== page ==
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The other night, over a heated (ha ha) conversation about soup, a new acquaintance asked me, “So, what’s the best soup in San Francisco?”
Being a huge fan of soup (I lead an exciting life), I wished I had an answer to that question. But how to find out? Ask all my fellow soup fiends at the next Soupaholics Anonymous meeting? Organize a soup crawl of every restaurant in the city?
In the end, it was a question for Foodspotting, an app that until now has borne the somewhat inaccurate subheading “the Instagram for foodies.”
Yes, the app is replete with pictures of drool-worthy restaurant dishes, but today’s redesign makes it easier than ever to lurk without snapping pics yourself, to discover new dishes, to filter out the noise, and to get recommendations from real experts on foods you love.
To wit, I could open the app and search for “soup” to see great soups at nearby restaurants.
While browsing soups, I can see how many people in general recommend a particular soup; I can also see how many true soup aficionados recommend the soup and whether a soup is recommended by a partner publication, such as the SF-insidery 7×7 magazine or Travel and Leisure. If I’ve been around town for a while and am familiar with the soupscape, I can filter my search to show only the latest, newest soups.
And then, I can put my phone away, waltz into a restaurant, and boldly order the beet bisque, knowing beyond hesitation that I will soon be tasting one of the very best soups in San Francisco.
“Even the idea of food porn, it sounds like you’re looking just for the sake of looking,” said Foodspotting co-founder and CEO Alexa Andrzejewski in a recent conversation at her startup’s SF office. “I want to get people out in the world, trying the food they find.”
Here’s a brief demo of the new app at work:
[vimeo http://www.vimeo.com/36029987 w=560&h=315]
Within the redesigned app, you can also permanently hide dishes or entire categories if you don’t want to see them recommended for you. Don’t like sea urchin or beef tripe? Just tap twice, and you’ll never see those foods in your feed again.
Andrzejewski calls these features “Pandora-like”.
“If you just want to use it to discover, you can keep a checklist of great dishes around the city… For those who aren’t big foodies, if you’re just looking for someplace to eat, it works on that level, too,” she said.
Andrzejewski also said the app comes in handy when you’re at a new restaurant with a perplexing panoply of menu options and don’t know what to pick.
“It’s like a picture menu for anywhere,” she said. “You can sit down at a restaurant and without looking over anyone’s shoulder, you can see the must-try dishes. I think that’s the use case with the biggest market.”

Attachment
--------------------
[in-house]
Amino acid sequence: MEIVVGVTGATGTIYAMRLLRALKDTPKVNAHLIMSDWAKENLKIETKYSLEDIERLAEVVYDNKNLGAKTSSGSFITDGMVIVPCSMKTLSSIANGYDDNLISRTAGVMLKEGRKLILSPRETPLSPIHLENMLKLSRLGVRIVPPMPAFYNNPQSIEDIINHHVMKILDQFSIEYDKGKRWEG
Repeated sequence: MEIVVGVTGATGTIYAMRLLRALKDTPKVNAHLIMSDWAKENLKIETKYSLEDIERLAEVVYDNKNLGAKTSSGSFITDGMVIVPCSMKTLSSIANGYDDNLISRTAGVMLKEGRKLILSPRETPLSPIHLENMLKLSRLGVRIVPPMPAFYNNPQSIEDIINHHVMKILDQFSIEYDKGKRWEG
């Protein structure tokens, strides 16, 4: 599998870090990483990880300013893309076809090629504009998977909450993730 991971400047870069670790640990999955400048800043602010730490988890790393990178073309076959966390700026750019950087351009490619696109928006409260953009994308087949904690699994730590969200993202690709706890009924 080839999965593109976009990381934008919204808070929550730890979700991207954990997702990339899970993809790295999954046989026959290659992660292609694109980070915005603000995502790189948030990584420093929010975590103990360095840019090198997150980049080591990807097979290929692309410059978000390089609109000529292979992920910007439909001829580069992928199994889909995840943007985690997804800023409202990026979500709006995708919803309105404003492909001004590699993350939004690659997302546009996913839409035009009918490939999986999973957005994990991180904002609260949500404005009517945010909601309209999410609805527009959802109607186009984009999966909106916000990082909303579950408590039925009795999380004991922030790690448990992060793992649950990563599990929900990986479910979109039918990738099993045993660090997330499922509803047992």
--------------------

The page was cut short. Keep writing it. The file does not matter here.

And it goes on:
And while many apps these days are focusing on showing you recommendations from your friends, the Foodspotting app recognizes that even the closest of friends can have radically different palates. While you can get recommendations from your buddies, Andrzejewski said, “What’s more relevant than being friends is knowing that I’m similar to you in taste.”
For revenue options, two-year-old Foodspotting has tapped ScoutMob for partnership. The startup is testing local “specials” at restaurants. All the user has to do is show the special on the phone screen to the participating food vendor, and he or she gets a discount.
“We’re also building relationships with restaurants, helping restaurants communicate with people who are looking for food,” Andrzejewski revealed.
As our conversation continued, we meandered down delicious tangents — sushi burritos (Foodspotting recommends one near the VentureBeat office in the city’s financial district), goat cheese ice cream with raspberry sauce, the quest for the perfect Shanghai soup dumpling (“I’m actually a dumpling expert on Foodspotting,” said Andrzejewski, who has “spotted” amazing dumplings around the world), and a pie milkshake at local hotspot Chile Pies.
All these dishes are things I probably wouldn’t find, even in my own city, without using an app like Foodspotting. During the conversation, I found myself taking notes not just about the app, but about all the foods I wanted to look up on the app when I got home.
Ultimately, the best thing about Foodspotting is that it’s helping us find these amazing treats within our favorite neighborhoods or in new cities.
“When people say we’re the Instragram of food, it sounds like this is a niche thing that’s only for foodies,” said Andrezejewski. “I don’t even like the word ‘foodie’… I think everyone wants to try the best thing when they go out.”
Image courtesy of Jolie O’Dell.
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